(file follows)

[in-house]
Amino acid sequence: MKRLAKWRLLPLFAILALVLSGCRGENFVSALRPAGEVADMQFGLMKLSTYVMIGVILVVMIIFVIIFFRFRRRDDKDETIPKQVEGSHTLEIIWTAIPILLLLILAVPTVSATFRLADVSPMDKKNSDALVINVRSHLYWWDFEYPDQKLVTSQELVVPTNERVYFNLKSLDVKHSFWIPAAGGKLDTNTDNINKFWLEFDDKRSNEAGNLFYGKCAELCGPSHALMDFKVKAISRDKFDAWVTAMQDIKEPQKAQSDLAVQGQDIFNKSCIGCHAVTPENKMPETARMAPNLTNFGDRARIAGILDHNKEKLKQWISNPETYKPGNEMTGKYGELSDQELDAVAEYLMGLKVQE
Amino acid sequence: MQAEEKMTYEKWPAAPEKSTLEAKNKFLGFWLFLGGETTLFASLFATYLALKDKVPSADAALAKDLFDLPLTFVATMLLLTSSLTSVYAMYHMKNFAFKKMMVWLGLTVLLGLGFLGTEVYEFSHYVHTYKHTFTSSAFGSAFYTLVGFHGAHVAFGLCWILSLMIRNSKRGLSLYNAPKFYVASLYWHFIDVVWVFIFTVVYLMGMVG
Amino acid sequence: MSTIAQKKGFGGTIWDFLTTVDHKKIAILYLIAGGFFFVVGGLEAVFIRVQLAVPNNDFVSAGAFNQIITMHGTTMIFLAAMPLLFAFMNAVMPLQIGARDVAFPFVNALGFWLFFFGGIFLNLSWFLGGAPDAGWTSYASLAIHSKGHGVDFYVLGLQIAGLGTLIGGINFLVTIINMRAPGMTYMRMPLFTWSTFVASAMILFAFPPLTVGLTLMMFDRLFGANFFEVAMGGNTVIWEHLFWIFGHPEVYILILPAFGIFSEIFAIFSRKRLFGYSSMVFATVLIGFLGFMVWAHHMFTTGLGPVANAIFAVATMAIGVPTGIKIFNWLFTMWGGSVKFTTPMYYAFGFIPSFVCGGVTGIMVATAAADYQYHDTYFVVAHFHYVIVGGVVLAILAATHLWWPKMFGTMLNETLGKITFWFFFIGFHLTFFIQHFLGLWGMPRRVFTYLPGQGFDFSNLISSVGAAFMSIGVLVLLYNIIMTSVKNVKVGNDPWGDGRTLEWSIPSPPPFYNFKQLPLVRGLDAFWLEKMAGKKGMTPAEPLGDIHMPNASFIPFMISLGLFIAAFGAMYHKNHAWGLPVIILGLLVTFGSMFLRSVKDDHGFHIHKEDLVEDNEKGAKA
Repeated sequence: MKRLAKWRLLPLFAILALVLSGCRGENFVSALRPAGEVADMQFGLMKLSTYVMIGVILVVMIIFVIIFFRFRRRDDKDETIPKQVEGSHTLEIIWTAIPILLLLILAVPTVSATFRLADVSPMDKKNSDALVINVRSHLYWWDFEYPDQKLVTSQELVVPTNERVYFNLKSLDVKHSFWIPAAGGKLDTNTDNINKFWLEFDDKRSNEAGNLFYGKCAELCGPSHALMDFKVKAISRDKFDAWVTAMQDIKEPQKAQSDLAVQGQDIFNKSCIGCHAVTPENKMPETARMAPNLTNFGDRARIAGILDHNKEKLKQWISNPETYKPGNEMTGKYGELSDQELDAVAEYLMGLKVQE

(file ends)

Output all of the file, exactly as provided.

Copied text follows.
[in-house]
Amino acid sequence: MKRLAKWRLLPLFAILALVLSGCRGENFVSALRPAGEVADMQFGLMKLSTYVMIGVILVVMIIFVIIFFRFRRRDDKDETIPKQVEGSHTLEIIWTAIPILLLLILAVPTVSATFRLADVSPMDKKNSDALVINVRSHLYWWDFEYPDQKLVTSQELVVPTNERVYFNLKSLDVKHSFWIPAAGGKLDTNTDNINKFWLEFDDKRSNEAGNLFYGKCAELCGPSHALMDFKVKAISRDKFDAWVTAMQDIKEPQKAQSDLAVQGQDIFNKSCIGCHAVTPENKMPETARMAPNLTNFGDRARIAGILDHNKEKLKQWISNPETYKPGNEMTGKYGELSDQELDAVAEYLMGLKVQE
Amino acid sequence: MQAEEKMTYEKWPAAPEKSTLEAKNKFLGFWLFLGGETTLFASLFATYLALKDKVPSADAALAKDLFDLPLTFVATMLLLTSSLTSVYAMYHMKNFAFKKMMVWLGLTVLLGLGFLGTEVYEFSHYVHTYKHTFTSSAFGSAFYTLVGFHGAHVAFGLCWILSLMIRNSKRGLSLYNAPKFYVASLYWHFIDVVWVFIFTVVYLMGMVG
Amino acid sequence: MSTIAQKKGFGGTIWDFLTTVDHKKIAILYLIAGGFFFVVGGLEAVFIRVQLAVPNNDFVSAGAFNQIITMHGTTMIFLAAMPLLFAFMNAVMPLQIGARDVAFPFVNALGFWLFFFGGIFLNLSWFLGGAPDAGWTSYASLAIHSKGHGVDFYVLGLQIAGLGTLIGGINFLVTIINMRAPGMTYMRMPLFTWSTFVASAMILFAFPPLTVGLTLMMFDRLFGANFFEVAMGGNTVIWEHLFWIFGHPEVYILILPAFGIFSEIFAIFSRKRLFGYSSMVFATVLIGFLGFMVWAHHMFTTGLGPVANAIFAVATMAIGVPTGIKIFNWLFTMWGGSVKFTTPMYYAFGFIPSFVCGGVTGIMVATAAADYQYHDTYFVVAHFHYVIVGGVVLAILAATHLWWPKMFGTMLNETLGKITFWFFFIGFHLTFFIQHFLGLWGMPRRVFTYLPGQGFDFSNLISSVGAAFMSIGVLVLLYNIIMTSVKNVKVGNDPWGDGRTLEWSIPSPPPFYNFKQLPLVRGLDAFWLEKMAGKKGMTPAEPLGDIHMPNASFIPFMISLGLFIAAFGAMYHKNHAWGLPVIILGLLVTFGSMFLRSVKDDHGFHIHKEDLVEDNEKGAKA
Repeated sequence: MKRLAKWRLLPLFAILALVLSGCRGENFVSALRPAGEVADMQFGLMKLSTYVMIGVILVVMIIFVIIFFRFRRRDDKDETIPKQVEGSHTLEIIWTAIPILLLLILAVPTVSATFRLADVSPMDKKNSDALVINVRSHLYWWDFEYPDQKLVTSQELVVPTNERVYFNLKSLDVKHSFWIPAAGGKLDTNTDNINKFWLEFDDKRSNEAGNLFYGKCAELCGPSHALMDFKVKAISRDKFDAWVTAMQDIKEPQKAQSDLAVQGQDIFNKSCIGCHAVTPENKMPETARMAPNLTNFGDRARIAGILDHNKEKLKQWISNPETYKPGNEMTGKYGELSDQELDAVAEYLMGLKVQE